7. Eligibility, loan amount and other loan terms are dependent on a number of factors, including: loan product, other financial aid, creditworthiness, school, program, graduation date, major, cost of attendance and other factors. Aggregate loan limits may apply. The cost of attendance is determined and certified by the educational institution.
  8. The legal age for entering into contracts is eighteen (18) years of age in every state except Alabama where it is nineteen (19) years old, Nebraska where it is nineteen (19) years old (only for wards of the state), and Mississippi and Puerto Rico where it is twenty-one (21) years old.
  9. 1% Cash Back Graduation Reward subject to terms and conditions, click here for details.
  10. Students can apply to release their cosigner and continue with the loan in only their name after making the first 24 consecutive regularly scheduled full principal and interest payments on-time and meeting the other eligibility criteria to qualify for the loan without a cosigner.

* Application times vary depending on the applicants ability to supply the necessary information for submission.


* The Sallie Mae partner referenced is not the creditor for these loans and is compensated by Sallie Mae for the referral of Smart Option Student Loan customers.
4 = Sallie Mae Disclaimer: Click here for important information. Terms, conditions and limitations apply.

5 Important Disclosures for PNC.

PNC Disclosures

  1. Interest will continue to accrue during periods of deferment. You will receive quarterly interest statements during this deferment period. Paying the interest as it accrues each quarter will save you money over the repayment term of the loan because any accrued interest that you do not pay will be added to the principal balance at the end of the deferment period.
  2. If automatic payment is discontinued, you will no longer receive an automatic payment discount. A federal regulation limits the number of transfers that may be made from a savings or money market account. Please contact your financial institution for more information on transfer limitations on savings accounts.
  3. A request to release a co-signer requires that you have made forty-eight (48) consecutive timely payments with no periods of forbearance or deferment within the forty-eight (48) month timeframe. “Timely payment” means each payment is made no later than the 15th day after the scheduled due date of the payment. “Consecutive payment” means the minimum monthly payment must be made for forty-eight (48) months straight without any interruption. To qualify for a co-signer release, the borrower must submit a request, meet the consecutive, timely payment requirements, provide proof of income and pass a credit check.

PNC Bank is one of the nation’s largest education loan providers. For over 40 years, PNC has been committed to helping students and their families make possible the adventure of college.


6 Important Disclosures for SunTrust.

SunTrust Disclosures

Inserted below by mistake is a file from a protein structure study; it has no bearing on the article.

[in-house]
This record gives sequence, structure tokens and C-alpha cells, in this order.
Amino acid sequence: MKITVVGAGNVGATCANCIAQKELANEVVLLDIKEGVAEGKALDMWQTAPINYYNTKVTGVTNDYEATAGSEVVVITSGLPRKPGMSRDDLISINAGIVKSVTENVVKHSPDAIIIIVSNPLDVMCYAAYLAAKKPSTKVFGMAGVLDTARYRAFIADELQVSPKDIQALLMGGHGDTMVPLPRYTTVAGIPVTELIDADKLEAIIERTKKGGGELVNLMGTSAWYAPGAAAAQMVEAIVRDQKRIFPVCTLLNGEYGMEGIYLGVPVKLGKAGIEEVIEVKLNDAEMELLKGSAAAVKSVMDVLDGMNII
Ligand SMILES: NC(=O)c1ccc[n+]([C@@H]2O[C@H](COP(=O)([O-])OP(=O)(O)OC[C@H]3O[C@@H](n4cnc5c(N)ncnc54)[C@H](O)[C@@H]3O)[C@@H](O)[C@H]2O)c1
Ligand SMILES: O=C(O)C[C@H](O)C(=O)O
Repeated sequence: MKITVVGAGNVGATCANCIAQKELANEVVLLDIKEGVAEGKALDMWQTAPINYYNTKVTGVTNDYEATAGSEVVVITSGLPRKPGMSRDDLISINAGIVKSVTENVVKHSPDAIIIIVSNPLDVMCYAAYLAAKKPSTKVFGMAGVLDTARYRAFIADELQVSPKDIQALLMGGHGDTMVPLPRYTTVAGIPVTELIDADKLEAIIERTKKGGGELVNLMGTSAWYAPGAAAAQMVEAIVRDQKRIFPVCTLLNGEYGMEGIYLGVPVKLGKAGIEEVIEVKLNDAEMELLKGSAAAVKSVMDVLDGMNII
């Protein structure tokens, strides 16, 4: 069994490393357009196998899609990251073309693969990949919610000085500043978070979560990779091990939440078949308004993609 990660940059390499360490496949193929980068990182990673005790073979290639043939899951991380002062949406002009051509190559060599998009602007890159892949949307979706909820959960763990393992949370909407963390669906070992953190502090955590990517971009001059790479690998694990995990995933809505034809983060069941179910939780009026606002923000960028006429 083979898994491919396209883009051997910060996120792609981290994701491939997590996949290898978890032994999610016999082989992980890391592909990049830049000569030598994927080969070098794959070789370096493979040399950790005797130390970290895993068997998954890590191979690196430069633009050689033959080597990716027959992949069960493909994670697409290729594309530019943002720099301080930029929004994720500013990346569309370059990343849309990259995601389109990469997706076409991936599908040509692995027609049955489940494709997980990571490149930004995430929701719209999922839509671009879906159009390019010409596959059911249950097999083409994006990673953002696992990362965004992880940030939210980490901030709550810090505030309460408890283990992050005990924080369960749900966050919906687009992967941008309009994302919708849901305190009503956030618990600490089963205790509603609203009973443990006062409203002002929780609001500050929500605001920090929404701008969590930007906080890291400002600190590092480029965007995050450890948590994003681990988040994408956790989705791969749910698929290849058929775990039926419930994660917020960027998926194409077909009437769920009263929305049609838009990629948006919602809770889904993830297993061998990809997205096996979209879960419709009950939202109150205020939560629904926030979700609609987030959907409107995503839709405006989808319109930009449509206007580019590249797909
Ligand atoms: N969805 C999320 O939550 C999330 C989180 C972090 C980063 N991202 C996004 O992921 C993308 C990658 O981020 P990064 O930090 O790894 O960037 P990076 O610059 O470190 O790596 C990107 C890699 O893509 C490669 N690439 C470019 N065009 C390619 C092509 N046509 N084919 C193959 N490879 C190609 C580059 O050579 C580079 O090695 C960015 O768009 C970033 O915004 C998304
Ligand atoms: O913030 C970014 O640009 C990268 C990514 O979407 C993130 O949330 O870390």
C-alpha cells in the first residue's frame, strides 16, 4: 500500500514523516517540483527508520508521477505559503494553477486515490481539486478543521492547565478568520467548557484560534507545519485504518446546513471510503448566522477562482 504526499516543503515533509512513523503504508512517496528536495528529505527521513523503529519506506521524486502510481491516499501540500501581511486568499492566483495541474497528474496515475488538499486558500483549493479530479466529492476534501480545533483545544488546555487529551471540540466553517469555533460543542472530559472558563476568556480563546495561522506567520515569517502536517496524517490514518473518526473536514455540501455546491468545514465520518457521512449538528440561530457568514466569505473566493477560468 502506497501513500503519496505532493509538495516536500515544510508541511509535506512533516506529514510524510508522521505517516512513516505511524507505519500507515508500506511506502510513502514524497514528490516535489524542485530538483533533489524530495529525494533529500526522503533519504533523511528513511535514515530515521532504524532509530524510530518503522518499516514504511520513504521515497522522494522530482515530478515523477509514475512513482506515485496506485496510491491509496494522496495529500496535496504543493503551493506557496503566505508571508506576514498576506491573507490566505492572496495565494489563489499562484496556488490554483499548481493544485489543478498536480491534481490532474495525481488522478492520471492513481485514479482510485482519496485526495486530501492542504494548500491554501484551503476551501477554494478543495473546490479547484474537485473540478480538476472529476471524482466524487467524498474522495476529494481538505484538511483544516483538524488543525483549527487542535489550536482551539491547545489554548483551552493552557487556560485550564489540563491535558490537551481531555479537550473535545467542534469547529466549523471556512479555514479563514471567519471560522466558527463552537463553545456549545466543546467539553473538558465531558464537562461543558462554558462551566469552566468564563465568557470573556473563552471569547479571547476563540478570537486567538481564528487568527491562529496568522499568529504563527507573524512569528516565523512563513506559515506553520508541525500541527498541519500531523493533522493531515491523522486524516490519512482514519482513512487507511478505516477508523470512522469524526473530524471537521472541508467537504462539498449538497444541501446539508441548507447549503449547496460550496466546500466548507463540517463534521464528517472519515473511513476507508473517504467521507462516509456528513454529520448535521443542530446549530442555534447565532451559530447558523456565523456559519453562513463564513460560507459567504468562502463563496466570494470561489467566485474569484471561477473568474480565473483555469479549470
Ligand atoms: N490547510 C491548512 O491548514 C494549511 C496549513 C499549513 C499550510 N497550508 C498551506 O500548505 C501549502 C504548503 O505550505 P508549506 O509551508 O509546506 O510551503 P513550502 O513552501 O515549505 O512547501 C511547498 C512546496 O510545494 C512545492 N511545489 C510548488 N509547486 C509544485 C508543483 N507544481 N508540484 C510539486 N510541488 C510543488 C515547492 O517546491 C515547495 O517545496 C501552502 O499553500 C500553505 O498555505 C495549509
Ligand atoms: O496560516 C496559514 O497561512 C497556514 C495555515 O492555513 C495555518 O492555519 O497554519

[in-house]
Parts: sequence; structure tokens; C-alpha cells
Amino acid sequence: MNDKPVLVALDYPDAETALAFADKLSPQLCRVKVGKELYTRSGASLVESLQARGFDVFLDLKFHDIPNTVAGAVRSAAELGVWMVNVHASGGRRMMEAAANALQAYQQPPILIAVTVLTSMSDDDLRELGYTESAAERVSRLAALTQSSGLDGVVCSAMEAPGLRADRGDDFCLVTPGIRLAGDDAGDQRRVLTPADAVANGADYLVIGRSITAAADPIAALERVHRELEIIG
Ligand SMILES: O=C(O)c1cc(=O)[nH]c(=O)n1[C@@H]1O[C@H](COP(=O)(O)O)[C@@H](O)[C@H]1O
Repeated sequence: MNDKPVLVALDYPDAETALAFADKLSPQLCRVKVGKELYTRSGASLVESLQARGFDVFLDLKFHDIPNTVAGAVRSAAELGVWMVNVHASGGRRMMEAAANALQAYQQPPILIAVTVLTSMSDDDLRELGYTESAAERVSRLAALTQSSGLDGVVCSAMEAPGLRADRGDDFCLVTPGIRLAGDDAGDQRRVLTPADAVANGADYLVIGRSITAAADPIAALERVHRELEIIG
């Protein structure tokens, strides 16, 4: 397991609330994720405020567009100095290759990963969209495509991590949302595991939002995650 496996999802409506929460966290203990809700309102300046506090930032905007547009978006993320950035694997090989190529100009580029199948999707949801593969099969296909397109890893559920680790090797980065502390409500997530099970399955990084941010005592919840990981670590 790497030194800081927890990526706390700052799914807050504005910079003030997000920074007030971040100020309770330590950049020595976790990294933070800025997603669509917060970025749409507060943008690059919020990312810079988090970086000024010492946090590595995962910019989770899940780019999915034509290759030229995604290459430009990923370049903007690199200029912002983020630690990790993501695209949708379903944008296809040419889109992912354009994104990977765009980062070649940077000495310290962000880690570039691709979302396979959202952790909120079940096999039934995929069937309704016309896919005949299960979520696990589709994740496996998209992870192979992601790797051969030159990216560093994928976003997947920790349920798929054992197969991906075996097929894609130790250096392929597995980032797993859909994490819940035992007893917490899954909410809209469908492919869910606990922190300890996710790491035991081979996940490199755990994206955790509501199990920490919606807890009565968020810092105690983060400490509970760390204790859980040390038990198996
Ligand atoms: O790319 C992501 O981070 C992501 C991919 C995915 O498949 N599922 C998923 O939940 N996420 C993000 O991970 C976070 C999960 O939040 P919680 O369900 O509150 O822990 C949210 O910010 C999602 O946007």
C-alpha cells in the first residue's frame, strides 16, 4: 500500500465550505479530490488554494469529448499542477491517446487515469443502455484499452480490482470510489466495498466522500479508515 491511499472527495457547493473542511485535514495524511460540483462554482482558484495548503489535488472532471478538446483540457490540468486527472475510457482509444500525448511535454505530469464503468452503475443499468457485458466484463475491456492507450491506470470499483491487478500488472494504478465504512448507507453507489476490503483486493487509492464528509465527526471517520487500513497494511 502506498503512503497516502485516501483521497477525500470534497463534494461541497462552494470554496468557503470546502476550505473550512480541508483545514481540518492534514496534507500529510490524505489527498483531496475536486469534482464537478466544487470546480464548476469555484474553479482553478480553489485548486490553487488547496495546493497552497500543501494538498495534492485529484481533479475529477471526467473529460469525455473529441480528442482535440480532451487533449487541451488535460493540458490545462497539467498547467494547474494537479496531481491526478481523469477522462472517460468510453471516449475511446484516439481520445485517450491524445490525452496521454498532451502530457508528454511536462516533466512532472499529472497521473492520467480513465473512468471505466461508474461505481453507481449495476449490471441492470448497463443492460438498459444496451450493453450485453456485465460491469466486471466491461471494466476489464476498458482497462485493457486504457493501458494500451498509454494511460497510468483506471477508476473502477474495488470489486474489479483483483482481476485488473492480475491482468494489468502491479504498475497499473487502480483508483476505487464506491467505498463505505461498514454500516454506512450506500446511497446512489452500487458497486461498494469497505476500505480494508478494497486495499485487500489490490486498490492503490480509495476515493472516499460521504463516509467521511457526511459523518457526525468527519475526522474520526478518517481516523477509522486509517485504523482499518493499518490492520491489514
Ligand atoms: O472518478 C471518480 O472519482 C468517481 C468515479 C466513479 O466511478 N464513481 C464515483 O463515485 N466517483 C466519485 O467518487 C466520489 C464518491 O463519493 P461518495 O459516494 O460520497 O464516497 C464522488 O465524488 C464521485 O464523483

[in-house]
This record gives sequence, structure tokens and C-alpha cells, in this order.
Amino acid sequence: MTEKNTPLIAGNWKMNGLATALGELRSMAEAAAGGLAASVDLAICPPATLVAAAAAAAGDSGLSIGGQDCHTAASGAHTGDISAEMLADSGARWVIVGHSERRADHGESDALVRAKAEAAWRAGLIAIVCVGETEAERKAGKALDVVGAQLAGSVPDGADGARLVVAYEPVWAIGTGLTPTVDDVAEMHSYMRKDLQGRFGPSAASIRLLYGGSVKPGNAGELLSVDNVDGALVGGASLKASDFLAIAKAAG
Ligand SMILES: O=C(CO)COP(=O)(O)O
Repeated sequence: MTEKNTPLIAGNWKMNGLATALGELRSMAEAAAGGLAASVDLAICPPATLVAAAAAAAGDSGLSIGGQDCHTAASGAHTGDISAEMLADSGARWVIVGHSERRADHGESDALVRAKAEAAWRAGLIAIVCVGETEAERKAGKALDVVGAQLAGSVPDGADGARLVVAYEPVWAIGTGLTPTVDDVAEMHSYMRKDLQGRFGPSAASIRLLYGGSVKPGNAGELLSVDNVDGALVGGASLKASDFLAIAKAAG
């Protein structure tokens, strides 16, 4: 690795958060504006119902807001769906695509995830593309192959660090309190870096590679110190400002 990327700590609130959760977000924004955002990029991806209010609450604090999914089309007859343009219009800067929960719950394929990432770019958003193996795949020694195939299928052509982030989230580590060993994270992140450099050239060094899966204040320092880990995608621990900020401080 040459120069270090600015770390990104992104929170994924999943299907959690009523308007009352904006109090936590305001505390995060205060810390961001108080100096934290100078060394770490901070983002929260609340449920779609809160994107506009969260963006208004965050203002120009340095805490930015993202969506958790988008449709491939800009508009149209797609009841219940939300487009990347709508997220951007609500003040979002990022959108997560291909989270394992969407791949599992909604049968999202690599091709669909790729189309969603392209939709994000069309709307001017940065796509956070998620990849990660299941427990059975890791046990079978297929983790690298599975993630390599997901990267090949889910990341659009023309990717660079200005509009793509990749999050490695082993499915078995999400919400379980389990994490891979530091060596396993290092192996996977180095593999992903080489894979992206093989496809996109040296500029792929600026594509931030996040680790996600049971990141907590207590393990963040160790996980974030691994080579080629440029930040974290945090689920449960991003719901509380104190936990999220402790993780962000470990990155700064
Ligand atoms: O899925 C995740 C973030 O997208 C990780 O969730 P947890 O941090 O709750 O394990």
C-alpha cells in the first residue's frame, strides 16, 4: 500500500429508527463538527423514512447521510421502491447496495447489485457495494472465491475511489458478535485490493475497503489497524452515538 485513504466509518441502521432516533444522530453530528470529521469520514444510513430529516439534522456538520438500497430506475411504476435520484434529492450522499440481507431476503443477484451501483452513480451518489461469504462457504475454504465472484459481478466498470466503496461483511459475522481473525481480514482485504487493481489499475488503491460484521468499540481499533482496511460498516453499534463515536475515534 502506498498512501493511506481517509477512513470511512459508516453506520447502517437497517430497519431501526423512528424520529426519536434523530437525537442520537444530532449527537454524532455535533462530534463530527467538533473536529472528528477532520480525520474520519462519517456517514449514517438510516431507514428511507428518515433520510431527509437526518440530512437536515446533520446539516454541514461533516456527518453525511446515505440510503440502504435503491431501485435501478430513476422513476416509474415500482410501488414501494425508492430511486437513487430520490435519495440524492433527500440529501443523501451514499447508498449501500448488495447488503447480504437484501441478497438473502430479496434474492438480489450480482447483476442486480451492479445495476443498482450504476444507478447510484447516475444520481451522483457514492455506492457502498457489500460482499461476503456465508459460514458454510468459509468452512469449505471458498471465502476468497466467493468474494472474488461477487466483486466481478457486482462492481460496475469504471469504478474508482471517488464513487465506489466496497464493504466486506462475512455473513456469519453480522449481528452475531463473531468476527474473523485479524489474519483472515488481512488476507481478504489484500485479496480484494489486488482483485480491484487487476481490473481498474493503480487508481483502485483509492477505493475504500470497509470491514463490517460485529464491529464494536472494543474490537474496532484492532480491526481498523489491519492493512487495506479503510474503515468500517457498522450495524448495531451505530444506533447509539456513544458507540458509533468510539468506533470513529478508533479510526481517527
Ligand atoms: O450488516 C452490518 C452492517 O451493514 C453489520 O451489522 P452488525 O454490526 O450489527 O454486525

Before applying for a private student loan, SunTrust recommends comparing all financial aid alternatives including grants, scholarships, and both federal and private student loans. To view and compare the available features of SunTrust private student loans, visit https://www.suntrust.com/loans/student-loans/private.

Certain restrictions and limitations may apply. SunTrust Bank reserves the right to change or discontinue this loan program without notice. Availability of all loan programs is subject to approval under the SunTrust credit policy and other criteria and may not be available in certain jurisdictions.

SunTrust Bank, Member FDIC. ©2018 SunTrust Banks, Inc. SUNTRUST, the SunTrust logo and Custom Choice Loan are trademarks of SunTrust Banks, Inc. All rights reserved.

  1. Interest rates and APRs (Annual Percentage Rates) depend upon (a) the student’s and cosigner’s (if applicable) credit histories, (b) the repayment option and repayment term selected, (c) the requested loan amount and (4) other information provided on the online loan application. If approved, applicants will be notified of the rate applicable to your loan. Rates and terms effective for applications received on or after 8/01/2018. The current variable APRs for the program range from 3.876% APR to 12.875% APR and the current fixed APRs for the program range from 5.351% APR to 14.051% APR (the low APRs within these ranges assume a 7-year $10,000 loan, with two disbursements and no deferment; the high APRs within these ranges assume a 15-year $10,000 loan with two disbursements). The variable interest rate for each calendar month is calculated by adding the current One-month LIBOR index to your margin. LIBOR stands for London Interbank Offered Rate. The One-month LIBOR is published in the Money Rates section of The Wall Street Journal (Eastern Edition). The One-month LIBOR index is captured on the 25th day of the immediately preceding calendar month (or if the 25th is not a business day, the next business day thereafter), and is rounded up to the nearest 1/8th of one percent. The current One-month LIBOR index is 2.125% on 8/01/2018. The variable interest rate will increase or decrease if the One-month LIBOR index changes. The fixed rate assigned to a loan will never change except as required by law or if you request and qualify for the auto pay discount.